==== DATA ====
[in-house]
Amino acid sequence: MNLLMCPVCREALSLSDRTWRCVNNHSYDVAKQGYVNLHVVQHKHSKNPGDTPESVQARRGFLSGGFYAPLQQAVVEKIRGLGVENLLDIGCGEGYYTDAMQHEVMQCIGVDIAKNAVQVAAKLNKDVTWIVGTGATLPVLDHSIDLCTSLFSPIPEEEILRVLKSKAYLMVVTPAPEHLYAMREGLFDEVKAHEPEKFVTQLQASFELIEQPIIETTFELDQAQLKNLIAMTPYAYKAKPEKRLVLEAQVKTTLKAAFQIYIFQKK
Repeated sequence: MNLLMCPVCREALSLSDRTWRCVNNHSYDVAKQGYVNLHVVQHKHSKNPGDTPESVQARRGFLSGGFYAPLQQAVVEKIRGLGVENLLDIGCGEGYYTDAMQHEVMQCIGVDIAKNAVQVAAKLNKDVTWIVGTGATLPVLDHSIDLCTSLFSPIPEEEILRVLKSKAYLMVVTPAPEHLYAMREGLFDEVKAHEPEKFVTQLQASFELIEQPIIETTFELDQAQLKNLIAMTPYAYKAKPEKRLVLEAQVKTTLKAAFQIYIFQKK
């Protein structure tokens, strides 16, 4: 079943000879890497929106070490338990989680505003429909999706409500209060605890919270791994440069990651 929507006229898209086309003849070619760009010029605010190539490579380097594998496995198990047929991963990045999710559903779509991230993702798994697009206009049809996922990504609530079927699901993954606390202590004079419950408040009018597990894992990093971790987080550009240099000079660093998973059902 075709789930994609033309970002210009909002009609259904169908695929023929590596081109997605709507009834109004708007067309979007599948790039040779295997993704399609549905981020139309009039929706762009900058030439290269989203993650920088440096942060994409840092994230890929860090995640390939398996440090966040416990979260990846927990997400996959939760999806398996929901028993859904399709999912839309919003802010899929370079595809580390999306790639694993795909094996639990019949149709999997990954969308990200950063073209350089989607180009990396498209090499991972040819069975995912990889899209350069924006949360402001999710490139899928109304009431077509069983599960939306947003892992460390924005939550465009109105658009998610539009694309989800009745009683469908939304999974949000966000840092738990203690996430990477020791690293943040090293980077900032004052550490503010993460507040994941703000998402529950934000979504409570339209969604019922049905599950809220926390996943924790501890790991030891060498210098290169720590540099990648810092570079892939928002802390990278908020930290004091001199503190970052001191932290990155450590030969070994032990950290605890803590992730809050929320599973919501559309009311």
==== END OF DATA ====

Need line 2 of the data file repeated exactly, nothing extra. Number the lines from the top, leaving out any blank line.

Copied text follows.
Amino acid sequence: MNLLMCPVCREALSLSDRTWRCVNNHSYDVAKQGYVNLHVVQHKHSKNPGDTPESVQARRGFLSGGFYAPLQQAVVEKIRGLGVENLLDIGCGEGYYTDAMQHEVMQCIGVDIAKNAVQVAAKLNKDVTWIVGTGATLPVLDHSIDLCTSLFSPIPEEEILRVLKSKAYLMVVTPAPEHLYAMREGLFDEVKAHEPEKFVTQLQASFELIEQPIIETTFELDQAQLKNLIAMTPYAYKAKPEKRLVLEAQVKTTLKAAFQIYIFQKK